Dating back to colonial times, Mobile’s Mardi Gras festivities are planned by individual “mystic societies,” private social entities with secret membership. These mystic societies are comprised of members of Mobile’s business, cultural, or ethnic communities. The venerable Mobile tradition of Mardi Gras and mystic societies survive to this day. In fact, both were the subject of a 2008 documentary film, The Order of Myths. While throwing beads, tokens, toys and candy from floats is an all-around Mardi Gras tradition, the throwing of iconic wrapped Moon Pie deserts originated in Mobile!
Pensacola: A Family-Friendly Festivity
The Florida panhandle city is host to one of the most family-friendly Mardi Gras festivals. Pensacola’s slightly more subdued celebration is actually one of the oldest U.S. celebrations of Carnival, reaching back to 1874. The city’s Krewes -- or small groups of organizers with histories and themes unto themselves -- band together to sponsor floats, entertainment, and masquerade balls. In addition to the more family-oriented nature of Pensacola’s version of Mardi Gras, the city’s celebration holds its parades and events the week before Fat Tuesday, beginning on a Friday night and culminating in the Sunday evening Krewe of Wrecks parade across Pensacola Beach.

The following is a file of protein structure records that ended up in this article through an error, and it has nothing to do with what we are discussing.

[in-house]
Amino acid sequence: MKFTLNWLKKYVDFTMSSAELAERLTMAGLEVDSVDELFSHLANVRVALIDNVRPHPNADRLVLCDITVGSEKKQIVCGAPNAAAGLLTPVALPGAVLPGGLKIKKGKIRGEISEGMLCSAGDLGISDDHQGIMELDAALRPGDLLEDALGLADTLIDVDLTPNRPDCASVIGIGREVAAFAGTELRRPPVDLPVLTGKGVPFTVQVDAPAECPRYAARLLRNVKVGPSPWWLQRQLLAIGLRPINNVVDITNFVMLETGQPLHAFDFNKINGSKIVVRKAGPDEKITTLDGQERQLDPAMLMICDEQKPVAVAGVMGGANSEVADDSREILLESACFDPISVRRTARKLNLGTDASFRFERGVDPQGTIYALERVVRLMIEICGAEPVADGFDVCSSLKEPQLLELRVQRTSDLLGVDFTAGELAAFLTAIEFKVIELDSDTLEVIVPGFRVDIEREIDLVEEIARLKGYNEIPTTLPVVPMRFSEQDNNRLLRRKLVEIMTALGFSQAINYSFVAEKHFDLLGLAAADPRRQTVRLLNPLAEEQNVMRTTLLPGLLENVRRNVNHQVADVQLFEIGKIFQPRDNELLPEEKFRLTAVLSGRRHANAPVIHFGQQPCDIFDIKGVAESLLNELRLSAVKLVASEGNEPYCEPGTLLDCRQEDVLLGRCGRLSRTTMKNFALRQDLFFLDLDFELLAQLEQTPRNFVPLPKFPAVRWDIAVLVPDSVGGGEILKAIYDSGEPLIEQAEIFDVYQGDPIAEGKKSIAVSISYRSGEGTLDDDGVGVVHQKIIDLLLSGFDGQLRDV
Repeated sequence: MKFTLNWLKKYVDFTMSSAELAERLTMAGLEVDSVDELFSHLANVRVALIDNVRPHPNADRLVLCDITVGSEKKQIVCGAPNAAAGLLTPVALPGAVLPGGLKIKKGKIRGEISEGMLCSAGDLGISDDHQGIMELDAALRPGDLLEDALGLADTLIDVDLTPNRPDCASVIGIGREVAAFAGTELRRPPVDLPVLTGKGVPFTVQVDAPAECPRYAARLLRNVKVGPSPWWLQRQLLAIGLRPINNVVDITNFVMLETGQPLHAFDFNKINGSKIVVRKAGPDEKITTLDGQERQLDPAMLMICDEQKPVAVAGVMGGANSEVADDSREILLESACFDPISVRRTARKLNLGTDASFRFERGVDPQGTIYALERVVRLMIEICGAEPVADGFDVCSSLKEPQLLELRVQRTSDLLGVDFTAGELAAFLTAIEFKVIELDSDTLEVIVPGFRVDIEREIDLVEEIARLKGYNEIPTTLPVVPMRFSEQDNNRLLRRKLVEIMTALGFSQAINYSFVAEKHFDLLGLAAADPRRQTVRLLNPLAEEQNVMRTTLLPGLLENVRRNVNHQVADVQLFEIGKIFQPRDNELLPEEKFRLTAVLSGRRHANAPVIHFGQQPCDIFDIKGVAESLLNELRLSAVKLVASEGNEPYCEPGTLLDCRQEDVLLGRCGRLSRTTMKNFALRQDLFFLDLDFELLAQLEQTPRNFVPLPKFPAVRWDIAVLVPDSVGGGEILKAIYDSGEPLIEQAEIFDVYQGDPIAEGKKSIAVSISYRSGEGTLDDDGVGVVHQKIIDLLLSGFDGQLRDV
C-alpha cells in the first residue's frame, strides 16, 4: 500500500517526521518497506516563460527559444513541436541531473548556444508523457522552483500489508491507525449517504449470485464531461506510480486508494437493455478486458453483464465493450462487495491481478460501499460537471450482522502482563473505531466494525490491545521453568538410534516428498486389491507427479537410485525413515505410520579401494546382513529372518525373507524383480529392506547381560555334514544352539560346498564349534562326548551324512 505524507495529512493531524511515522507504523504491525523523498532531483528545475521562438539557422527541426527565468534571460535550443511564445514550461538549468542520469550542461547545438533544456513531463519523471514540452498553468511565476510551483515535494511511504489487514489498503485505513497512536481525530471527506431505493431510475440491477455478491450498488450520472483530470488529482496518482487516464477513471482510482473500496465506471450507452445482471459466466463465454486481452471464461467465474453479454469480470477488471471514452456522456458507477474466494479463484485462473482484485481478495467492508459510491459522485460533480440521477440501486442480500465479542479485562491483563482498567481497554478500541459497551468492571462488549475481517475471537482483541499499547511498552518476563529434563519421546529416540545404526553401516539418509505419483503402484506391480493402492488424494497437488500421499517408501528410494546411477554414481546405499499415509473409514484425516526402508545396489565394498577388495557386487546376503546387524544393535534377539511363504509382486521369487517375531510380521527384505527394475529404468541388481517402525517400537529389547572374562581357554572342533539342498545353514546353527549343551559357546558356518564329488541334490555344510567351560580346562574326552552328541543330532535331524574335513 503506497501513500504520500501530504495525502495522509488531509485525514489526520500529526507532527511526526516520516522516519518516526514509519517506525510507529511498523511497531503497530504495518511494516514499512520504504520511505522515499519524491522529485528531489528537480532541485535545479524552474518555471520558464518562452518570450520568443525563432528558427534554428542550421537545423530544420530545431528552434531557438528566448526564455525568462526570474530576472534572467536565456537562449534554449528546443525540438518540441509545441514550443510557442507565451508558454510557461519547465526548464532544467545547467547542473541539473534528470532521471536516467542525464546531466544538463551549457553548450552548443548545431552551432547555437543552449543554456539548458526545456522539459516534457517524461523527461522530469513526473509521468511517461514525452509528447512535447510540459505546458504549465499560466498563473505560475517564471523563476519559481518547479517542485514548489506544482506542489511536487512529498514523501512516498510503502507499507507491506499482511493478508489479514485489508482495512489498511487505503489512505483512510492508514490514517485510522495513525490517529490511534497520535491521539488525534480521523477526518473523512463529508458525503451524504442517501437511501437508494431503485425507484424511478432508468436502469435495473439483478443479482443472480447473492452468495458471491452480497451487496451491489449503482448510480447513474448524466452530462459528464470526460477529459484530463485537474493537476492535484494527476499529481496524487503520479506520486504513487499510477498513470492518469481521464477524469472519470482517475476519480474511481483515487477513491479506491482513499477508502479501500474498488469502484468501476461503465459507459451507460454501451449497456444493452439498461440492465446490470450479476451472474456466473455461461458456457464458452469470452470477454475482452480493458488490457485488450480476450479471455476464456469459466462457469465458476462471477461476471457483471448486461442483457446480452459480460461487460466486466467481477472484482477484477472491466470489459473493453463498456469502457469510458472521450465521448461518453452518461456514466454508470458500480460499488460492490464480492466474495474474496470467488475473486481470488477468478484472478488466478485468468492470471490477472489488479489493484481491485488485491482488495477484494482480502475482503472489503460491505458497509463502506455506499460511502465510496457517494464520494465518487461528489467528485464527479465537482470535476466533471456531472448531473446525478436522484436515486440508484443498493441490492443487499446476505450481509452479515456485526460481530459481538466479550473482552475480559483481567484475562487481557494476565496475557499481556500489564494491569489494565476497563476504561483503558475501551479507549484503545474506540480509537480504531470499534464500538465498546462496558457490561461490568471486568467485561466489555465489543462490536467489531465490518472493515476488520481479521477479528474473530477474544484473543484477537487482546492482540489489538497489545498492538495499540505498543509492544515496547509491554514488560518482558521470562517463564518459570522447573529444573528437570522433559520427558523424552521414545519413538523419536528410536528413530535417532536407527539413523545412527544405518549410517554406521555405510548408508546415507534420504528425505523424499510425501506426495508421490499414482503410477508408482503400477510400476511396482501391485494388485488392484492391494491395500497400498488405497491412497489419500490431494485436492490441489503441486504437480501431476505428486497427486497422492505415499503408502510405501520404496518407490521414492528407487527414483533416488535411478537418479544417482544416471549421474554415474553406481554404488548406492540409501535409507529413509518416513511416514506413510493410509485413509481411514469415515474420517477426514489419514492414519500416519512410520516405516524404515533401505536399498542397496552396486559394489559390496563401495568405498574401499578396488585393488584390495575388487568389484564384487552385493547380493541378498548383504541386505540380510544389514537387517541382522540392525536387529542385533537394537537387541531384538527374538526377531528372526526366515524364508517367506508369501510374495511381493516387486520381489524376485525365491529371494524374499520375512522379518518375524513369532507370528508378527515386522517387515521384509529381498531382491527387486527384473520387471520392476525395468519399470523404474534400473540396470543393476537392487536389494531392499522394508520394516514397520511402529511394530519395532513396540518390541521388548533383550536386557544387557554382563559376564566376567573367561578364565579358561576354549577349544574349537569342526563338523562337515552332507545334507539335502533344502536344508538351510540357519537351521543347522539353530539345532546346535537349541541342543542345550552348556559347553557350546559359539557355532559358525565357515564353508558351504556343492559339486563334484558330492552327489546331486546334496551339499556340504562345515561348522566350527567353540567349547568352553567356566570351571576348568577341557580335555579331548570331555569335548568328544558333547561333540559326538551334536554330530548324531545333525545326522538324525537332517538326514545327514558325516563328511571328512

San Francisco’s Carnaval
In terms of local color and flavor, San Francisco rivals New Orleans. That’s why it’s no surprise that San Francisco has its own stellar Mardi Gras celebration each year. The Golden City’s version of Carnaval takes place in the heart of San Francisco’s Mission District, teeming with pageantry and personality. Whereas NOLA’s version of Mardi Gras is held on the traditional date of the day before Ash Wednesday, San Fran’s rendition of the celebration is held in the spring as a celebration of new life. (This year, San Franciso’s Carnaval festival and parade will be held on May 24-25, 2014, during Memorial Day weekend.) Dancing, jazz bands, and the crowning of a Carnaval King and Queen are just a few of the festivities that make Carnaval a San Francisco attraction that should not be missed!
Mardi Gras in the City of Brotherly Love